By Professor Graham Harvey
On 21 March 1617 a 22 year old woman, Lady Rebecca Rolfe, previously known as Pocahontas, was buried in St George’s church in Gravesend. On the 400th anniversary, 21 March 2017, a procession and church service commemorated her death and celebrated her alleged legacy. I was there as a scholar interested in observing the varied representations of Indigenous peoples and also their relationships with colonialism. Pocahontas / Rebecca Rolfe, provides a fascinating case study.
During the memorial procession and church service in Gravesend, no-one appeared to be dressed up as a little Princess Pocahontas. Groups of school children participated in the procession from a park beside the river Thames to the “Pocahontas Gardens” surrounding St George’s church. Many carried banners in the shape of feathers, but none of them wore feathers. The only feathered costumes in evidence were the one on the statue of Pocahontas in the church gardens and those worn by representatives of several Virginia Indian tribes who offered greetings during the church service. Visually, Pocahontas as romantic Indian was less in evidence than images of Lady Rolfe as aristocrat.
In speeches during the procession through the town and during the church service, Pocahontas was regularly called “Princess”, presumably because she was daughter of the Paramount Chief of the Powhatan Confederacy. Less often she was called “Lady Rolfe” or “Rebecca Rolfe”, recognising her status as wife of an aristocratic colonist and member of the Court of King James. She was represented as a loving Christian wife and mother, as an exemplar of Christian faith and as a peace-maker. She was celebrated as the “first fruits of Virginian conversion”, one who demonstrated the success of what Christians claimed was the civilising mission of colonialism.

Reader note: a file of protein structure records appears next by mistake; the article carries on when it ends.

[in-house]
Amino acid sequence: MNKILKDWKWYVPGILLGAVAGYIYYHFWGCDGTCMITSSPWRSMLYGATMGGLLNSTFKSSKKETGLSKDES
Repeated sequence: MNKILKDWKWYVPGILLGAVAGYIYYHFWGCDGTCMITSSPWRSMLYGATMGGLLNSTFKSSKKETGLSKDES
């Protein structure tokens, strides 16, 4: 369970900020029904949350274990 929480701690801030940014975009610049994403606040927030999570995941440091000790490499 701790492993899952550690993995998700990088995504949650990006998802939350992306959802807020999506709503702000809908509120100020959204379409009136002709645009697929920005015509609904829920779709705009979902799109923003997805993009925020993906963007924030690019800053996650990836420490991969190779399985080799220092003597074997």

The dominant theme of the commemoration was that Pocahontas provides an example of a peace-making and reconciliation both during her life and down the centuries. It was never made clear how she did this in her lifetime. Possibly this was an allusion to her alleged saving of Captain Smith’s life or to her use as a hostage by Captain Argall in order gain the release of English settlers. Two other relationships were emphasised throughout the day. The first of these was between England and Virginia (and sometimes between the UK and USA). The procession was led by bearers of the flags of the UK and USA, and continuously referred to guests from the State of Virginia. The second emphasised relationship was between Christianity and colonialism. Although the Bishop of Rochester’s sermon briefly noted the “difficulty for some” of talking about colonialism, the 400th anniversary of the death of Pocahontas was largely a celebration of an English colony. At a time when many North American Christian denominations are announcing their rejection of the Doctrine of Christian Discovery (the foundational European justification for invasion and dispossession), it was unsettling to witness a ceremony in which even the representatives of Indigenous tribes celebrated the Virginia colonies as divinely mandated expansions of peace.
Much of this is summed up in one curious juxtaposition in the Pocahontas Gardens: a young man (not one of the Chiefs) sang out the names of Virginia’s Indigenous nations while standing next to the school girls who had sung the national anthems of the UK and USA at the beginning of the procession. Whoever Pocahontas was in life, remembrance of her appears to be deeply confused.